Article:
Experimental hypercholesterolemia (HC) may lead to microvascular neovascularization, but the underlying pathogenic mechanism remains unclear. We tested the hypothesis that HC-induced intra-renal neovascularization is associated with inflammation and increased oxidative stress, and would be prevented by chronic antioxidant intervention. Kidneys were excised from pigs after a 12-wk normal (n = 10) or HC diet (n = 8), or HC diet supplemented daily with antioxidant vitamins C (1 g) and E (100 IU/kg) (HC + vitamins, n = 7). Renal cortical samples were then scanned three dimensionally with micro-computed tomography, and microvessels were counted in situ. Blood and tissue samples were removed for measurements of superoxide dismutase (SOD) activity, protein expression of the NADP(H)-oxidase subunits gp91phox, p47phox, and p67phox, vascular endothelial growth factor (VEGF) levels and mRNA, VEGF receptors (Flt-1 and Flk-1), the proinflammatory transcription factor NFκB, and the oxidized LDL receptor LOX-1. Microvascular spatial density was significantly elevated in HC compared with normal kidneys but preserved in HC + vitamins. Expression of gp91phox and p67phox was decreased in HC pigs after antioxidant intervention, and SOD improved. The increased renal expression of VEGF and Flk-1 in HC was blunted in HC + vitamins, as were the significant increases in LOX-1, NFκB, and interstitial fibrosis. This study shows that renal cortical neovascularization elicited by diet-induced HC is associated with renal inflammation, fibrosis, and upregulation of VEGF and its receptor Flk-1, likely mediated by increased endogenous oxidative stress. Chronic antioxidant supplementation may preserve the kidney in HC.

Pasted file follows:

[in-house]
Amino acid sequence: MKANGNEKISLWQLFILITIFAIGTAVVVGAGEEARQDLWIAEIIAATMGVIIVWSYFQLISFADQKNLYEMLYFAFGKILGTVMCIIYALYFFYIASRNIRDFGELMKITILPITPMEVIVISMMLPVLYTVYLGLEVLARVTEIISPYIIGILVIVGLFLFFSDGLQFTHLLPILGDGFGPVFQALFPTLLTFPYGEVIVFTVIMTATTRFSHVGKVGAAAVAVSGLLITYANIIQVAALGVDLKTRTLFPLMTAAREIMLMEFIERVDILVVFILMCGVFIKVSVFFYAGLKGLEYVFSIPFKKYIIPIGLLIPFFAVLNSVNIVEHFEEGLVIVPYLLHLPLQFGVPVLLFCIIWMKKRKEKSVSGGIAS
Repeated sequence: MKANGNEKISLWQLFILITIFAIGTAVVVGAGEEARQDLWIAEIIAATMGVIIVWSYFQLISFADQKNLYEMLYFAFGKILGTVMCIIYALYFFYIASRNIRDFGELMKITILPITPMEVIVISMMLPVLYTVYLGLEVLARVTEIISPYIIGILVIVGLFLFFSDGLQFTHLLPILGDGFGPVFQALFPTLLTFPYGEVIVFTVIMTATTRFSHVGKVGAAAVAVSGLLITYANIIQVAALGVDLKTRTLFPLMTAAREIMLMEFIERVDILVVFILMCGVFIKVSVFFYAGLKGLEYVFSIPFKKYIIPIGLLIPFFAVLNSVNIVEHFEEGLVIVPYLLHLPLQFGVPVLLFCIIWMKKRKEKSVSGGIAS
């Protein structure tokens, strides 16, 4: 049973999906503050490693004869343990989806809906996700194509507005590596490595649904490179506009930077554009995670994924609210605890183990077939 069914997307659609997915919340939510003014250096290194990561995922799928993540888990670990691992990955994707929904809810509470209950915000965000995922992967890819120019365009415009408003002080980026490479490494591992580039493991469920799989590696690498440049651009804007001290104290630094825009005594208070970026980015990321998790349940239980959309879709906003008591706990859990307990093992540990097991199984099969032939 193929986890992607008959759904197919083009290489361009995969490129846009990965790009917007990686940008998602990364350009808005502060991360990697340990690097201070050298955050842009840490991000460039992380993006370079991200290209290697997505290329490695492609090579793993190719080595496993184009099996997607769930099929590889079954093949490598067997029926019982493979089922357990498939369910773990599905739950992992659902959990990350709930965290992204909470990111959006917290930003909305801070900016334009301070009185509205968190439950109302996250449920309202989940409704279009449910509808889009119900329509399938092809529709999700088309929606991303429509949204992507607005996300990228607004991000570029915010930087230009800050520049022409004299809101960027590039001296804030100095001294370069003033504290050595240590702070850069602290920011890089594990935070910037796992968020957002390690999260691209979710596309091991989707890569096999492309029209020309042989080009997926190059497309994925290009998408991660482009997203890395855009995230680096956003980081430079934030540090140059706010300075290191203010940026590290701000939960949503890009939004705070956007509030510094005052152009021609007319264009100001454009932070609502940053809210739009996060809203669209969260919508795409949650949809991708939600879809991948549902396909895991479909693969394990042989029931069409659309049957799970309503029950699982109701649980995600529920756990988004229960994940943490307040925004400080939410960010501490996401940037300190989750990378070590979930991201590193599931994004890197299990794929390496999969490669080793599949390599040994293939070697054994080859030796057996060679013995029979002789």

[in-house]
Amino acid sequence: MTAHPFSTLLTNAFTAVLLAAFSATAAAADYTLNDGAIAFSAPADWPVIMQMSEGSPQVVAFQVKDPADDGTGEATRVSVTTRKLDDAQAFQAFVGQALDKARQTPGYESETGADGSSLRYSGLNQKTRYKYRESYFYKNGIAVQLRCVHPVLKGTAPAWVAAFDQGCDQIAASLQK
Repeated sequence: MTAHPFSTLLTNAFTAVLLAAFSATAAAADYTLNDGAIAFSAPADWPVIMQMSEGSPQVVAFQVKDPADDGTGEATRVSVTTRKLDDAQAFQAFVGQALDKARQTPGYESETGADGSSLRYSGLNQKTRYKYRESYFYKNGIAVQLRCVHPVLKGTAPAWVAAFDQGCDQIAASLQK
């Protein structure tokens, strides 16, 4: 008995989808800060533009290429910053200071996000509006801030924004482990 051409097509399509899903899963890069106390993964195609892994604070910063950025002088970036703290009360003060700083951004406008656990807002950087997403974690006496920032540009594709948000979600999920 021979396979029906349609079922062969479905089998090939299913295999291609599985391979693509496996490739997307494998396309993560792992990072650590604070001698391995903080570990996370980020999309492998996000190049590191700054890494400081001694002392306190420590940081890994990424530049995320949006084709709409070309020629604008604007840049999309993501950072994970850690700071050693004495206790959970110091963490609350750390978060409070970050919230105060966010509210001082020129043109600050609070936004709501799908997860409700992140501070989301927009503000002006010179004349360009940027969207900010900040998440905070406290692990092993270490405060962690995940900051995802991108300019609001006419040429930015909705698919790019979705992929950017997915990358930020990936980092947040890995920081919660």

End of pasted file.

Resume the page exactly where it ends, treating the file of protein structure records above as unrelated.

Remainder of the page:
|Original language||English (US)|
|Number of pages||10|
|Journal||Journal of the American Society of Nephrology|
|State||Published - Jul 1 2004|
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